Kielder and Border Forest
Kielder Viaduct from Bakethin Nature Reserve

Kielder and Border Forest

Kielder Water & Forest Park

Experience nature on a grander scale where the views are super-sized, the night skies brightest and the activities wilder.

Officially Britain’s best tourism experience, Kielder Water & Forest Park oozes adventure. Thrillingly remote, yet easily accessible, Northumberland’s western outpost spans 250 square miles. It boasts the biggest man-made lake in Northern Europe as well as the largest planted forest in England with 150 million trees. Hugging Kielder Water’s 27-mile shoreline, The Lakeside Way gives easy access to stunning scenic viewpoints along the lakeside and unparalleled chances to spot rare wildlife.

Kielder offers a myriad of opportunities for you to be as active or relaxed as you like. With so much to see and do here, kick off your explorations at one of Kielder’s three visitor centres, Tower Knowe, Kielder Waterside or Kielder Castle.

Kielder Forest is perfect for getting back to nature and experiencing wild food foraging.  As seen on 'More Tales from Northumberland', learn how to explore the landscape and find edible leaves, plants and mushrooms on a foraging course culminating in a meal with your finds.

For many years ospreys were seen passing through Kielder without stopping, always on the way north to more long-standing nesting sites in Scotland. As more and more of the best nesting spots were taken it was just a matter of time before they stayed south of the border. To encourage this, Forestry England installed a number of platforms around the Forest. This paid off, as following an absence of about 200 years in Northumberland, ospreys returned to nest at Kielder in 2009. By 2019 Kielder Forest was home to six breeding pairs of ospreys. To stay up to date on the ospreys at Kielder, please follow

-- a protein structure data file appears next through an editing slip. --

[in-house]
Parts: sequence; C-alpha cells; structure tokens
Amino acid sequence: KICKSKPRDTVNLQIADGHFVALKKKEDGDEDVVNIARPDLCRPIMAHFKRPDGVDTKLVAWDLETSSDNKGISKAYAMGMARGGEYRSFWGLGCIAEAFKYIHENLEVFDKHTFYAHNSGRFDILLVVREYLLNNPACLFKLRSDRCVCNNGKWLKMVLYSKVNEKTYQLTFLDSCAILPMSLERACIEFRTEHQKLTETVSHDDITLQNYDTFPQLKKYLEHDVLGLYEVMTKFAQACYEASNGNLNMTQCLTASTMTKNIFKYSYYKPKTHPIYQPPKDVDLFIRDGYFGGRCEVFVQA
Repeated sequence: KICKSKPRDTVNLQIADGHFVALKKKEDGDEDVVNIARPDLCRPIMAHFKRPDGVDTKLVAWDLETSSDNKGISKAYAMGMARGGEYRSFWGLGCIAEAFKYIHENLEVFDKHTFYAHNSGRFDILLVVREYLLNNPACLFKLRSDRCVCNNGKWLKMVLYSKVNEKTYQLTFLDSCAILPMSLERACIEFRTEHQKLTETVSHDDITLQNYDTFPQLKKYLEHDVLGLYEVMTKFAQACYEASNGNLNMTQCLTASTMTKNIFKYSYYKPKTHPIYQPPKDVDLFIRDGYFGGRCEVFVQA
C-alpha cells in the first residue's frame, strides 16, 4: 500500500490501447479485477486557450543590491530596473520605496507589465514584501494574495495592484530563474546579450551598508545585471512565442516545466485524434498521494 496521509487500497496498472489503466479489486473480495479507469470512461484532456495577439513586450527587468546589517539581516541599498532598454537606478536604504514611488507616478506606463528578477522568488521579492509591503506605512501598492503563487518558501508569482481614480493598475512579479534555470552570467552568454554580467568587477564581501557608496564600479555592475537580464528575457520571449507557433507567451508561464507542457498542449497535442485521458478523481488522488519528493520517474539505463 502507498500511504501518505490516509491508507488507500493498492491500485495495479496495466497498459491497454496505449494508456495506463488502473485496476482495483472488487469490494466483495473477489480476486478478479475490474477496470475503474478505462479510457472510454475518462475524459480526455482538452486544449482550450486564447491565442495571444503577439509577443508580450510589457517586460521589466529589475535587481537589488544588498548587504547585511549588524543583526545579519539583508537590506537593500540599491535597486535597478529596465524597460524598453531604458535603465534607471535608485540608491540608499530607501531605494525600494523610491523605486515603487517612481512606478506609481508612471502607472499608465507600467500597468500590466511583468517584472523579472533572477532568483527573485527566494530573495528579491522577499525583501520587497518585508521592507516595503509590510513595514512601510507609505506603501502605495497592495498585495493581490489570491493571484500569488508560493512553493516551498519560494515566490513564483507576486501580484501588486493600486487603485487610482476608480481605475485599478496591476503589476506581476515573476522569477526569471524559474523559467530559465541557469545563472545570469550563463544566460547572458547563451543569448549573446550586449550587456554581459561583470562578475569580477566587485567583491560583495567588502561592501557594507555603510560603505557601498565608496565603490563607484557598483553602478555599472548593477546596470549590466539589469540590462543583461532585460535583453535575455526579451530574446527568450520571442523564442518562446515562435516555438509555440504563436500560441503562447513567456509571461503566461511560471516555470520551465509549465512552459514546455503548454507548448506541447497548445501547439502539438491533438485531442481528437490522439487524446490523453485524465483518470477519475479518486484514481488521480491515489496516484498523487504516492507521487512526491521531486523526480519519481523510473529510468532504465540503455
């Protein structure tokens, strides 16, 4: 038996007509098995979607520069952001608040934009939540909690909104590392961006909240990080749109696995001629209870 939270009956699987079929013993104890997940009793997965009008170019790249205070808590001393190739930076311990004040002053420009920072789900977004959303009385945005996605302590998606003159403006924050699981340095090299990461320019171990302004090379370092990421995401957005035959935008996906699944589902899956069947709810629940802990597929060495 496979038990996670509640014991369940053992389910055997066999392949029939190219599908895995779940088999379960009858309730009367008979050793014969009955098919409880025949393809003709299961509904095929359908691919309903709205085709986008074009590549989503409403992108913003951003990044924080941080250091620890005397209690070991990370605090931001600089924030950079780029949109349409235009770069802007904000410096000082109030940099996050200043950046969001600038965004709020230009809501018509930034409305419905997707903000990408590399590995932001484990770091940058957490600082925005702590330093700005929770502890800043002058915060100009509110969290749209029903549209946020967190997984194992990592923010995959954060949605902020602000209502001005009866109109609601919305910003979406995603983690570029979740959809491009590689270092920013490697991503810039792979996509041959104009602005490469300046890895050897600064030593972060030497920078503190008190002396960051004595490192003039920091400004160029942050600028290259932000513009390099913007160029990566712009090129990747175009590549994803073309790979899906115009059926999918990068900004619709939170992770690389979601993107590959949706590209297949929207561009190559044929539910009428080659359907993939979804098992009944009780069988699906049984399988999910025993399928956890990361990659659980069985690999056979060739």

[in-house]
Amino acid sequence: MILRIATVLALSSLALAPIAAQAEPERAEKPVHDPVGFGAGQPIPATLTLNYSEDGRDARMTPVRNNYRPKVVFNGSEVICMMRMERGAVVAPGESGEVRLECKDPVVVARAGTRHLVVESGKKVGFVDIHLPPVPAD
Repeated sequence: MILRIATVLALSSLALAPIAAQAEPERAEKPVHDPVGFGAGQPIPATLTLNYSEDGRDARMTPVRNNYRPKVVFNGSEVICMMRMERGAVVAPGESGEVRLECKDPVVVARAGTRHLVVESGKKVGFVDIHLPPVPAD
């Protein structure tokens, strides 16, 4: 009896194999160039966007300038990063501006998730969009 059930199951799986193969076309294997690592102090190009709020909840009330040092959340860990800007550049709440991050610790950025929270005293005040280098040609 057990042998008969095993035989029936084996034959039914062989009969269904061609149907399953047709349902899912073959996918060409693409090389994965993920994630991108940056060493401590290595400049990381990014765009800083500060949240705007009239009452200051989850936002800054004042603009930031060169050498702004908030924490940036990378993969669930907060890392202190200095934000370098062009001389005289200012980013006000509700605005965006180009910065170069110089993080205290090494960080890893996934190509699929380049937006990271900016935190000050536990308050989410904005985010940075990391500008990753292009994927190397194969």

Water voles were once a common sight on our local waterways but sadly numbers have declined dramatically in recent years. However, thanks to funding from the The National Lottery Heritage Fund and the support of partners in Forestry England and Tyne Rivers Trust, NWT is currently involved in a project to restore water vole populations into the Kielder catchment of the north Tyne, with a view to their eventual spread throughout the catchment and surrounding areas. To learn more about Restoring Ratty, please visit or 

Visit the bustling town of Bellingham, a welcoming hub at the gateway to Northumberland National Park. Do lunch at the Carriages Tearoom at Bellingham Heritage Centre, where local fare is served aboard restored 1950s train carriages.

Take a walk around the mystical Hareshaw Linn, a wooded gorge where the Victorians held ethereal musical evenings alongside a tumbling waterfall.

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